JCQ changes makes it more straight forward for dyslexics to get a reader/computer reader for exams
Friday 2 August 2019
British Dyslexia Association, who have been working with JCQ, are pleased that JCQ has simplified this important access arrangement for dyslexics. JCQ has removed the assessment and completion of Form 8 parts of the application process for those needing a reader (either a computer or human) in Access Arrangements and Reasonable Adjustments 2019-20. Now, dyslexics will be able to have reader so long as it reflects their normal way of work and that this is evidenced by the school’s SENCO.
The removal of the need for assessment evidence and the completion of Form 8 for this access arrangement is a sensible and pragmatic approach by JCQ that will encourage schools and education providers to maximise their use of technology, levelling the playing field for dyslexics in education.
It is hoped that the change will encourage more schools to invest in providing laptops for dyslexic pupils, establishing text-to-speech technology as part of their normal way of working. This will mean the dyslexic pupil can take advantage of these changes, reducing the administrative burden on the school and the cost of providing a human reader. Using such technology enables the pupil to gain independence and reduces the stigma of having to rely on others to access the written word.
It will also mean the pupil will get used to working in a way that is reflective of the workplace, where text-to-speech software is mainstream.
Helen Boden, CEO, British Dyslexia Association, said: “This announcement is great news for young people with dyslexia and schools. It is simpler whilst maintaining standards and is more reflective of the world of work.
“Being able to use computer technology more easily in exams we hope will see it become more mainstream, embedding technology in all educational settings leading to greater equality and higher attainment levels for those candidates with learning difficulties like dyslexia.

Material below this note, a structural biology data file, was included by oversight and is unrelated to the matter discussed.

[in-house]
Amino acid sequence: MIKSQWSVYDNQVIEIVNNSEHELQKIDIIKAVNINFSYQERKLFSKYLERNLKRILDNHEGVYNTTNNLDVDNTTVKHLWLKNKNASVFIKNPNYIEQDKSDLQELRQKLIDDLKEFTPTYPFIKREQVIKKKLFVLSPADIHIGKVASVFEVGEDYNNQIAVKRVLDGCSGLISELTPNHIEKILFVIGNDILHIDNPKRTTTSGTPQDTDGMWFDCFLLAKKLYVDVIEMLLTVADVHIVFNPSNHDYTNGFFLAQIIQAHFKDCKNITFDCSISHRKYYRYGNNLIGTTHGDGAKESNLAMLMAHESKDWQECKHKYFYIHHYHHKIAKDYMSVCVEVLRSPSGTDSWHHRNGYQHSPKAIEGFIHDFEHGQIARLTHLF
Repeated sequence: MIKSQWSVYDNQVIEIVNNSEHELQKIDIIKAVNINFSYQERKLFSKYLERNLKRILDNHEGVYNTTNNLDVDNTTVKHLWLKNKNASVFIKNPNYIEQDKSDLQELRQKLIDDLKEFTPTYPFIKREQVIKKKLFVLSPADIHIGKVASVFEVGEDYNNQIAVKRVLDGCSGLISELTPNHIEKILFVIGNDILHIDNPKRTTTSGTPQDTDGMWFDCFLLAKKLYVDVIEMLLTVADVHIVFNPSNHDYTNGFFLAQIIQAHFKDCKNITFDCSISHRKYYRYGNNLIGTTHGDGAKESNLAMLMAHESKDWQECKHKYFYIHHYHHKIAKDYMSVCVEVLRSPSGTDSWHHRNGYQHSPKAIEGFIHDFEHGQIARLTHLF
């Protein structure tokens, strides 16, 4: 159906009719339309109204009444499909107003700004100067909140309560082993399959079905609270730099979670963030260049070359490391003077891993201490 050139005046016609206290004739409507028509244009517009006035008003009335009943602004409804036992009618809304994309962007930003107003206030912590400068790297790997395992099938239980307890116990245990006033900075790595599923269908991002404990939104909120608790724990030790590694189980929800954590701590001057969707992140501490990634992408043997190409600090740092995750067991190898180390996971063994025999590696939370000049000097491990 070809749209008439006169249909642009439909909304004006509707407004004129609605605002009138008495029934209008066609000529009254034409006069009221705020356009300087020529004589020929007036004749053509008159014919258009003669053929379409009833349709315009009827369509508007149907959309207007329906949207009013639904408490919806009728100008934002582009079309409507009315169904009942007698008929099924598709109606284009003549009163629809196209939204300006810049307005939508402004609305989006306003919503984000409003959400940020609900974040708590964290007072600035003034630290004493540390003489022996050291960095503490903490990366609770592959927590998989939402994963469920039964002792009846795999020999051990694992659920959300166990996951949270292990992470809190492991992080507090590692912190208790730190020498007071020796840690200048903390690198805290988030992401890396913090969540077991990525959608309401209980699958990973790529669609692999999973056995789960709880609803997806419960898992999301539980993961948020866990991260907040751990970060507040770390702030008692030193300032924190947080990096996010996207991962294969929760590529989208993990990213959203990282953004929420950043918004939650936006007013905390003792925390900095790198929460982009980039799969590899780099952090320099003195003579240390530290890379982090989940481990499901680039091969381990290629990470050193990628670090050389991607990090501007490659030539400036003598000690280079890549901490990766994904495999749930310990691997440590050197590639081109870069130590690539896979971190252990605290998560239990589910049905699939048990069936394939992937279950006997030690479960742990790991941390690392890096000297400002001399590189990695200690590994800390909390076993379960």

“The British Dyslexia Association has worked with JCQ and its awarding body members for many years to reduce the bureaucracy and burden for schools and colleges. They have been leaders in recognising the pressures SENCOs in particular are under, and ensuring pragmatic and common-sense solutions.”
Specifically, the JCQ guidance says: “The SENCO must produce a short concise file note on centre headed paper, signed and dated, confirming the nature of the candidate’s impairment and that the use of a computer reader and/or a reader reflects his/her normal and current way of working within the centre.”
It goes on to stipulate that: “For candidates with learning difficulties assessment evidence and Form 8 is no longer required. However, the SENCO must be satisfied that the candidate has an impairment which has a substantial and long-term adverse effect, giving rise to persistent and significant reading difficulties; and (The candidate is disabled within the meaning of the Equality Act.) There is a genuine need for the arrangement.”
They add that: “A computer reader/reader will be awarded on account of: cognition and learning needs; communication and interaction needs; a medical condition; sensory and physical needs; social, mental and emotional needs.”
The announcement does not just affect those with dyslexia. It is applicable to those with: “Autistic Spectrum Disorder (ASD), Learning Difficulties, Sensory and/or Physical Needs (HI, MSI, PD, VI) Social, Mental and Emotional Needs (e.g. ADD, ADHD) Speech, Language and Communication Needs (SLCN).”
For more information on the announcement, visit the JCQ website: https://www.jcq.org.uk/exams-office/access-arrangements-and-special-consideration/regulations-and-guidance/access-arrangements-and-reasonable-adjustments-2019-20.